We’ll also explore the nearby At Meydani, better known as the Hippodrome, with its famous Egyptian obelisk brought over by Constantine. The Hippodrome was the center of life in Byzantine Constantinople for more than 1,000 years, and then (once the city changed hands) of Ottoman Istanbul for 400 more. After lunch on our own, we’ll work off our meal with a delightful walk along Istiklal Caddesi, the main street leading through the heart of Art Nouveau Istanbul. This evening, we experience the delights of Turkish cuisine during a Welcome Dinner at a local restaurant.

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    Explore the surrounding countryside of Turkey's Lake Van

    Early today we fly to Van, the one-time capital of the ancient Urartu Empire—contemporaries (and frequently rivals) of the Hittites. This historic city is set along the southeastern shores of Turkey’s largest lake—Lake Van—a crystal-clear saline lake encircled by craggy, snowcapped mountains, six times bigger than Utah’s Great Salt Lake. In the center of the city stands a statue of one of Van’s most famous icons—the Van Kedisi, an unusual breed of cat that typically has white fur, mismatched eyes, and an affinity for swimming. They’ve been known to dive happily into Lake Van just for fun. Their numbers are dwindling and export is strictly forbidden, so Van cats are rarely seen anywhere else on Earth.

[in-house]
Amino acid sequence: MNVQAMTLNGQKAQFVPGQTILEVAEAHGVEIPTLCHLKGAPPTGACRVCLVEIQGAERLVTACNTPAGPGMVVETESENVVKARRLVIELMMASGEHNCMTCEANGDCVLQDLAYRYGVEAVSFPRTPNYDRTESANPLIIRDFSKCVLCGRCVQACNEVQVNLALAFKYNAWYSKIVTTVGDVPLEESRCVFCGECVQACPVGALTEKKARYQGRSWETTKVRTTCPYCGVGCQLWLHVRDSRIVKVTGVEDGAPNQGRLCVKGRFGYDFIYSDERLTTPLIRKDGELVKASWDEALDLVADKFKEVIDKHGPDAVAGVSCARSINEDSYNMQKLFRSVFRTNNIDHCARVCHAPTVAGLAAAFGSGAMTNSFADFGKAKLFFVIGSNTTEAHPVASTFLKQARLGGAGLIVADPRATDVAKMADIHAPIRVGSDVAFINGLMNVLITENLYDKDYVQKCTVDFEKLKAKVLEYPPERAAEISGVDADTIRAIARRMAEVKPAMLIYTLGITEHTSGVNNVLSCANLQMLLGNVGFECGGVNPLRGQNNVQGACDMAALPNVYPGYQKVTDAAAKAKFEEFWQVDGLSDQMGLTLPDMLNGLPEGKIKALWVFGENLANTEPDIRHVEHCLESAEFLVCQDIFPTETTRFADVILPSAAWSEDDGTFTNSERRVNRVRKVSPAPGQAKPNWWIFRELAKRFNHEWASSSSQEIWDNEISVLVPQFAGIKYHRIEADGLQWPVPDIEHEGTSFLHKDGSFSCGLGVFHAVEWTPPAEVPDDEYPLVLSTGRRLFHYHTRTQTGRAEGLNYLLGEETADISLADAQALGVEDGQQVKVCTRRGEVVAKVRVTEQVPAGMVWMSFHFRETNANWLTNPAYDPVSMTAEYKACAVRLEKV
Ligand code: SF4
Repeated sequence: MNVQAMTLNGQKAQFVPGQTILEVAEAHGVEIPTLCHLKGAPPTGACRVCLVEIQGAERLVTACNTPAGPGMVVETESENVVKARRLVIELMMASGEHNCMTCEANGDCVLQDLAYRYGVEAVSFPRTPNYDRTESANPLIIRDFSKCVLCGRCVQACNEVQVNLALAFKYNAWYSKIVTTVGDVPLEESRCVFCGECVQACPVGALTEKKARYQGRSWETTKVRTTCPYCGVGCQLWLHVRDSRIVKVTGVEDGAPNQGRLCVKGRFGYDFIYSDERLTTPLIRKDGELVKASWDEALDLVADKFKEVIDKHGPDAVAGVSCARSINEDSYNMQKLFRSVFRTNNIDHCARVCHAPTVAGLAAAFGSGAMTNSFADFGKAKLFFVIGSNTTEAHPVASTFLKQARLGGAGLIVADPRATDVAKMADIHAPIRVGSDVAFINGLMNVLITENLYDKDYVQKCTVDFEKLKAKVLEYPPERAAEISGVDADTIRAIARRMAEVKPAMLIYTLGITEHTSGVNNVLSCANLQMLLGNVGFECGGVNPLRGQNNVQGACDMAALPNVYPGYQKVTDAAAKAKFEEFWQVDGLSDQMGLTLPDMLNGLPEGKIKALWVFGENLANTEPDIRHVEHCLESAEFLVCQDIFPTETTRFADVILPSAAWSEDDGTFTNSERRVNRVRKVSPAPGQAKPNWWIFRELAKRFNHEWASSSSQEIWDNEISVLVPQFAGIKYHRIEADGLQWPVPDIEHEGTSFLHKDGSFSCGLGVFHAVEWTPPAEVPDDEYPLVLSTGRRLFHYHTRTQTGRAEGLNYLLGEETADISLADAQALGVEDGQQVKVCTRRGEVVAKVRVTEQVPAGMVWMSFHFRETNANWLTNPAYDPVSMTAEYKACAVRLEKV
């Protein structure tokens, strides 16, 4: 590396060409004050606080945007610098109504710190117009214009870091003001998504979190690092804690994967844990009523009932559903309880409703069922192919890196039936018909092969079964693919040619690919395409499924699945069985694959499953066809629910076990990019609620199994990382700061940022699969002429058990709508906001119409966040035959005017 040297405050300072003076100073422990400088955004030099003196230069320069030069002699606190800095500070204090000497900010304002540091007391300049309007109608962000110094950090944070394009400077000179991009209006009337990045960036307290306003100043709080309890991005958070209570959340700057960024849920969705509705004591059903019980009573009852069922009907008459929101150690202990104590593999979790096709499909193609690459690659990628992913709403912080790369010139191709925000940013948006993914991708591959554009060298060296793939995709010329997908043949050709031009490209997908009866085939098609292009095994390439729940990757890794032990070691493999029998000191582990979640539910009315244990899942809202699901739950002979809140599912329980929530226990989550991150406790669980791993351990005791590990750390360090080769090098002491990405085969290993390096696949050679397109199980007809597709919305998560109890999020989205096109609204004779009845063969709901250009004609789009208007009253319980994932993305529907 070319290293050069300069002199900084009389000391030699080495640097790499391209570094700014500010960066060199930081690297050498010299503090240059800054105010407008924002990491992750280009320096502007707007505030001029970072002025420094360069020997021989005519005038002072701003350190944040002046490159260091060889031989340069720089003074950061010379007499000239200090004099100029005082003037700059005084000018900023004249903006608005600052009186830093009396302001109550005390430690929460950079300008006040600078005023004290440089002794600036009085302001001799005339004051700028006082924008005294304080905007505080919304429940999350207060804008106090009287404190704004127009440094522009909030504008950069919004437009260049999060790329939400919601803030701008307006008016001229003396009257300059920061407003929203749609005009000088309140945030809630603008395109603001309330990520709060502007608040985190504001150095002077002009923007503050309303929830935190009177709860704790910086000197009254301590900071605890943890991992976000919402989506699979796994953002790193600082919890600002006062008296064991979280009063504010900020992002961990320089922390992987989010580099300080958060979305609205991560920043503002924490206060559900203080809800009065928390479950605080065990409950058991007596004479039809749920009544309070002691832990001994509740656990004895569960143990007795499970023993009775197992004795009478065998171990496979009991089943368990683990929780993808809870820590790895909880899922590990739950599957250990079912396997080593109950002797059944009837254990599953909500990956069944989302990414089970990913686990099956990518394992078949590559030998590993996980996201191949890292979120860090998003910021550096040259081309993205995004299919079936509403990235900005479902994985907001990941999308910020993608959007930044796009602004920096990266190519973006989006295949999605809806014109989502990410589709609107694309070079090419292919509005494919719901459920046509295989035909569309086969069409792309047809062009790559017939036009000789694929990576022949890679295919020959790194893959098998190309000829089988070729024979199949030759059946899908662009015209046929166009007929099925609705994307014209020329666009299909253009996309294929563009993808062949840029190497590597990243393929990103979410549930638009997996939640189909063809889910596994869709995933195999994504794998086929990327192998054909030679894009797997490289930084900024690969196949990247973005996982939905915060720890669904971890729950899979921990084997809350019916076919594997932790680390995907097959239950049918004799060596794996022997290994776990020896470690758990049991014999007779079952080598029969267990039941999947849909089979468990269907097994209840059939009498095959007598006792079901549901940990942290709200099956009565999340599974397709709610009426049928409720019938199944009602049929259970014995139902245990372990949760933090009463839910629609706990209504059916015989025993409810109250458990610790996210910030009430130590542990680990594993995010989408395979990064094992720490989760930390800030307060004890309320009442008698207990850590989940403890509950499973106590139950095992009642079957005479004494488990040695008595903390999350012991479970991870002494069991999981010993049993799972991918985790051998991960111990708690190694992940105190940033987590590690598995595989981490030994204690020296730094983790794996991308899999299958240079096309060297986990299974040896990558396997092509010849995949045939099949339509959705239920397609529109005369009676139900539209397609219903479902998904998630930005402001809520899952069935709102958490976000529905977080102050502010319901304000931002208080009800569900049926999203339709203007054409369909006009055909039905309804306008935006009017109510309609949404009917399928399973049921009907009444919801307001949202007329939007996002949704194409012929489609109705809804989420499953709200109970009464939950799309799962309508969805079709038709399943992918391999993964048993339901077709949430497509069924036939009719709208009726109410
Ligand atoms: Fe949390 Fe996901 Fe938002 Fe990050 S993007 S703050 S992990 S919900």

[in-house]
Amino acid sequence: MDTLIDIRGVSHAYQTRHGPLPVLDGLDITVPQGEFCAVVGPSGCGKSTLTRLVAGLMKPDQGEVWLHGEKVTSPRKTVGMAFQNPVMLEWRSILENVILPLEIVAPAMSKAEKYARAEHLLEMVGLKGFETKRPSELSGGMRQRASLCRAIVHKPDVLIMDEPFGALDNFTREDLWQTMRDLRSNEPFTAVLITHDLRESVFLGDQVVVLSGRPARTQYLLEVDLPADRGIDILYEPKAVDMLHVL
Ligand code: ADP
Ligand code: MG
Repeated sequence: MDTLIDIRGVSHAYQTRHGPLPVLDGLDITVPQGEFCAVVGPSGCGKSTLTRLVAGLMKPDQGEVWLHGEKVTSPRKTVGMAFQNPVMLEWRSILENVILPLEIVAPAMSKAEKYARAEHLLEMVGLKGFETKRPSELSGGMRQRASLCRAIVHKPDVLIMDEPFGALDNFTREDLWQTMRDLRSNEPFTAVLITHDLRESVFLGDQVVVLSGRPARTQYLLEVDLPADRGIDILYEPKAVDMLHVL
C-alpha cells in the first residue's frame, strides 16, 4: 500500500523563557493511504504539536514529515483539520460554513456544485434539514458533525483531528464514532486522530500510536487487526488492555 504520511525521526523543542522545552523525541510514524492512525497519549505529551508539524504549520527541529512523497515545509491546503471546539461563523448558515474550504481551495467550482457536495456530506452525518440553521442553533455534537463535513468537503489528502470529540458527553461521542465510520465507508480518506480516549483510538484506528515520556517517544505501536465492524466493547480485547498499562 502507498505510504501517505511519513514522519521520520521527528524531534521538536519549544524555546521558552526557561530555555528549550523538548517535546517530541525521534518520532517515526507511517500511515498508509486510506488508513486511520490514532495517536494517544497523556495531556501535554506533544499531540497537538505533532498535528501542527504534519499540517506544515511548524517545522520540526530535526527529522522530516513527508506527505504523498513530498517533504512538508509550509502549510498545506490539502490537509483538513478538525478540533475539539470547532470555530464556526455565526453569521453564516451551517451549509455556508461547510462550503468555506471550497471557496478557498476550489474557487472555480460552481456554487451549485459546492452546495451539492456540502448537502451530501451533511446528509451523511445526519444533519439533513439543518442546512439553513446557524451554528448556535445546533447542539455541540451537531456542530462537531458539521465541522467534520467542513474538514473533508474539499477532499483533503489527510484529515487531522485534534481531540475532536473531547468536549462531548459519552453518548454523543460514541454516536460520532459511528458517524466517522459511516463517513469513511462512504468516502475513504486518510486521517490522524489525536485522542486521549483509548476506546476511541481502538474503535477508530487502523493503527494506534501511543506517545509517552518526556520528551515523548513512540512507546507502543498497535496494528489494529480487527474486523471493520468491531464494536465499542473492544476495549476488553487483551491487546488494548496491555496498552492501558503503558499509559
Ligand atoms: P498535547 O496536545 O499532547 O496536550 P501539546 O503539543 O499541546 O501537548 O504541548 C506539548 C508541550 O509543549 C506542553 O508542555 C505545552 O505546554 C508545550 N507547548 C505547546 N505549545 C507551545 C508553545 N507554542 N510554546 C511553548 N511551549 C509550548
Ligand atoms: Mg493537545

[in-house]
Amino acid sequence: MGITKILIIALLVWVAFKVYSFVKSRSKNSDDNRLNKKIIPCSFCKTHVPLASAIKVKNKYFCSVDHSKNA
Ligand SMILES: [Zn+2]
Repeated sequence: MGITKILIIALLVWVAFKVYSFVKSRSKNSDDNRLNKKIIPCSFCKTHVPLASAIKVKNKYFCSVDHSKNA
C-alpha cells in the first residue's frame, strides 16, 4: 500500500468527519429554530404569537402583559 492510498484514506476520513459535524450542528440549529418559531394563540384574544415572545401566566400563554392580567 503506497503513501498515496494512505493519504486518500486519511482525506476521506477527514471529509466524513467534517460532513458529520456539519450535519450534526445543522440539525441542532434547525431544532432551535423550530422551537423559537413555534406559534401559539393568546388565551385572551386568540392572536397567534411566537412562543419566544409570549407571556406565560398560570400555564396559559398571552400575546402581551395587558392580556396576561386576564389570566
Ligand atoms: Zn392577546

Upon arrival, we’ll visit Cavustepe, a royal Urartian citadel consisting of temple buildings, a palace, sacrificial altar, and an extraordinarily advanced series of ancient cisterns. We’ll spend the morning exploring the site, then enjoy lunch at a local restaurant before checking into our hotel.

    This afternoon, we embark on a walking tour of Van, including a stop by a local market. Dinner is at our hotel this evening.

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    Explore Akdamar Island located in Lake Van

    This morning we hop a ferry to Akdamar, a tiny island in Lake Van, to view its Armenian cathedral. The recently restored reliefs on the exterior of the tenth-century structure depict a variety of Old Testament stories, as well as more mundane scenes of life at the ancient palace. The church’s conversion into a museum stirred up controversy in the Armenian community, where the cathedral is still considered sacred. In 2010, the Van government allowed an Armenian worship service to take place here for the first time in more than 100 years. After exploring the cathedral, we'll take a walk through the surrounding meadows to admire the church's idyllic setting.